Many states have legalized marijuana over the last two decades, initially for medical purposes and more recently for recreational consumption. Despite prior research, it remains unclear how these policies are related to rates of opioid-involved overdose deaths, which have trended rapidly upwards over time. We examine this question in two ways. First, we replicate and extend previous investigations to show that the prior empirical results are frequently fragile to the choice of specifications and time periods, and probably provide an overly optimistic assessment of the effects of marijuana legalization on opioid deaths. Second, we present new estimates suggesting that legal medical marijuana, particularly when available through retail dispensaries, is associated with higher opioid mortality. The results for recreational marijuana, while less reliable, also indicate that retail sales may be correlated with greater death rates relative to the counterfactual of no legal cannabis. A likely mechanism for these effects is the emergence of illicit fentanyl, which has increased the riskiness of even small positive effects of cannabis legalization on the consumption of opioids.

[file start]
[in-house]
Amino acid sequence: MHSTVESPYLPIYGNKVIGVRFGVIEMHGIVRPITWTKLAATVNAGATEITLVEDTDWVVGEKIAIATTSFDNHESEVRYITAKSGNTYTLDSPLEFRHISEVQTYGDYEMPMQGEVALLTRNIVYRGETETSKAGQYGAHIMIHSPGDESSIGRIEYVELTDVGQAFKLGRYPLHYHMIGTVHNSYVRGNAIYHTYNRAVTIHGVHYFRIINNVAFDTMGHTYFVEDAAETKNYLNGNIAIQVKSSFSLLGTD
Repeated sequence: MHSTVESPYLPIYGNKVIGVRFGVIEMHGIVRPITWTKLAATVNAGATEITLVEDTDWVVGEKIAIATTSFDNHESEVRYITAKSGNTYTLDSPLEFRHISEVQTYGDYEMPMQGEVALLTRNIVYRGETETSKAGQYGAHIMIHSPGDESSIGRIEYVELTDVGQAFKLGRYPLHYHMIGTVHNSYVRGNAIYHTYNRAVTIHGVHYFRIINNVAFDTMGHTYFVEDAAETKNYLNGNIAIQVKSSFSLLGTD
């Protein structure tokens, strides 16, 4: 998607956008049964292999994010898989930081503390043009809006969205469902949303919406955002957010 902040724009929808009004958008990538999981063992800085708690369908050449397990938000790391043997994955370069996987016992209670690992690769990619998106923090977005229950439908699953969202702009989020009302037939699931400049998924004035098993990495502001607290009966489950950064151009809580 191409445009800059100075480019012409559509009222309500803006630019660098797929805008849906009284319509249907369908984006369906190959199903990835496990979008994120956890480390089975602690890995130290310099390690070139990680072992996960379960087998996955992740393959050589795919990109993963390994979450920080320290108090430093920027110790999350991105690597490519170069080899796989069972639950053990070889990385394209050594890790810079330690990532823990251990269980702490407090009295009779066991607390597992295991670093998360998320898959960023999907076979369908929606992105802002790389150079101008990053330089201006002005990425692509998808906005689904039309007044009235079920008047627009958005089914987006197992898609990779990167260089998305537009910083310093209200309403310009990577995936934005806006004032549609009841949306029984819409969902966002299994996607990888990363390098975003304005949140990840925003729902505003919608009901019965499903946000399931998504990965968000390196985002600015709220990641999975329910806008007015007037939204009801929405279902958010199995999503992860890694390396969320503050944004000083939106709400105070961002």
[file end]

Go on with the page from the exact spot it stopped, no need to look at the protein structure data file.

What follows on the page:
Keywords: Cannabis; Marijuana; Marijuana legalization; Medical marijuana; Opioid deaths; Recreational marijuana.
Copyright © 2023 Elsevier B.V. All rights reserved.